Let’s all remember, men can be victims of domestic abuse too

There remains a long-held myth in some quarters that men can not be victims of domestic abuse or violence.

However, recent police figures obtained by support organisation The ManKind Initiative completely debunks that theory once and for all, showing that domestic abuse complaints by men have more than doubled in the past five years.

Statistics obtained from 41 police forces also showed that men accounted for a quarter of all victims in domestic abuse cases where the gender of the offender was reported.

Not only do the figures bear out the truth that men can indeed be victims, they also serve as an important reminder that domestic abuse does not always have to be physical violence, but can also manifest itself as emotional, psychological, financial abuse and more.

Often where there is abuse or violence perpetrated by women against men, the male victim often feels unable to defend himself or can feel too embarrassed to speak about it to anybody else.

It is common that men who are victims of such abuse feel shame and therefore struggle to report the issues.

A recent case in the news refers to a Liverpool man, Paul Lavelle, who had been a victim of domestic abuse which was left unreported and sadly resulted in him losing his life. His family have expressed in the media the importance of men speaking out about domestic abuse and preventing further incidents being left unreported.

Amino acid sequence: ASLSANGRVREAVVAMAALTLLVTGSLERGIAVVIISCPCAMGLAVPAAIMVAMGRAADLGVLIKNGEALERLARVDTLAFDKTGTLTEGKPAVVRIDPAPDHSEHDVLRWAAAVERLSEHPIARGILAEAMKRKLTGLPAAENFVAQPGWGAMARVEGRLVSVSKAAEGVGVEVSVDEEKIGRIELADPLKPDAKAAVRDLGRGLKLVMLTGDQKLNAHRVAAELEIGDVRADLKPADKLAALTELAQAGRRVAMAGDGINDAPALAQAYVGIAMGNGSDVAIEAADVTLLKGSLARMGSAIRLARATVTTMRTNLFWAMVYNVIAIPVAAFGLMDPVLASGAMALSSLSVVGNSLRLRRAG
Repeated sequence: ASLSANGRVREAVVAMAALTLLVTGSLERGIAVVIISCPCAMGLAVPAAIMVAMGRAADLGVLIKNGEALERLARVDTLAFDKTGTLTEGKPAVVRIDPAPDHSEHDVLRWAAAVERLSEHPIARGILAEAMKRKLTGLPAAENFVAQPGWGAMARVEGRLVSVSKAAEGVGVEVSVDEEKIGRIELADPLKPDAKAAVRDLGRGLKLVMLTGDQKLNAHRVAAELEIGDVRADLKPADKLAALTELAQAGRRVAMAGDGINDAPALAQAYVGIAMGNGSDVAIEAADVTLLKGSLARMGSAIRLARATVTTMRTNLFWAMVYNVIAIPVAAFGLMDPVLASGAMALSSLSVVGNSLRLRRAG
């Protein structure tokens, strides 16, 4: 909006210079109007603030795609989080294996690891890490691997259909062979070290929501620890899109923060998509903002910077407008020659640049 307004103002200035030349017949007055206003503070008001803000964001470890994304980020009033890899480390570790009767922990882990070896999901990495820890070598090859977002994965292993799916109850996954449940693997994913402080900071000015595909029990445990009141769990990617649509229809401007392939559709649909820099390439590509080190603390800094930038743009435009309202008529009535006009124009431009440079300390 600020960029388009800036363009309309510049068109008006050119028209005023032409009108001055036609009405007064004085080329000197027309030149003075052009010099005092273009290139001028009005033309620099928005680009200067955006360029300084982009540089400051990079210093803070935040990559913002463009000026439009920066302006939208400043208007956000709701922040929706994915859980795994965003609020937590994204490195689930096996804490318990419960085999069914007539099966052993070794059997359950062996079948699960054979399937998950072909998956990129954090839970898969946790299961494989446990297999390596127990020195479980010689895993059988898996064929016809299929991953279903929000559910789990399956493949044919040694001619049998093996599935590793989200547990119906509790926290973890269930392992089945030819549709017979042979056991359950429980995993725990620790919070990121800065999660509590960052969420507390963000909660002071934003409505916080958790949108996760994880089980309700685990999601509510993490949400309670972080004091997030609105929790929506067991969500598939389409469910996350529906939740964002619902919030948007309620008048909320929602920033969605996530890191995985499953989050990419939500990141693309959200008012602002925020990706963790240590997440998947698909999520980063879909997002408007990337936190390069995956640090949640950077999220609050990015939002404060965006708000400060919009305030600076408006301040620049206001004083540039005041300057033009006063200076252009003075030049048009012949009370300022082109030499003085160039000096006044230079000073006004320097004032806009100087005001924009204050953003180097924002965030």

domestic abuse iconAs domestic abuse solicitors operating across the Liverpool city region, we have certainly seen a rise in the number of men contacting us for help and advice in respect of domestic abuse and violence.

We have seen an increase in men obtaining Non-Molestation orders, which is a protective injunction aimed at preventing a perpetrator from continuing their abusive behaviours, physical or otherwise. This type of injunction protects the victim of abuse from being subjected to any form of harassment, whether by social media or word of mouth, and protects them from violence.

It’s vital that men feel able to report incidents of domestic abuse and don’t just turn a blind eye in the hope that it goes away.

Men are as vulnerable to domestic abuse as women and society has a huge role to play in giving them the confidence to come forward in the knowledge they will be believed, while providing vital support for victims regardless of their gender.

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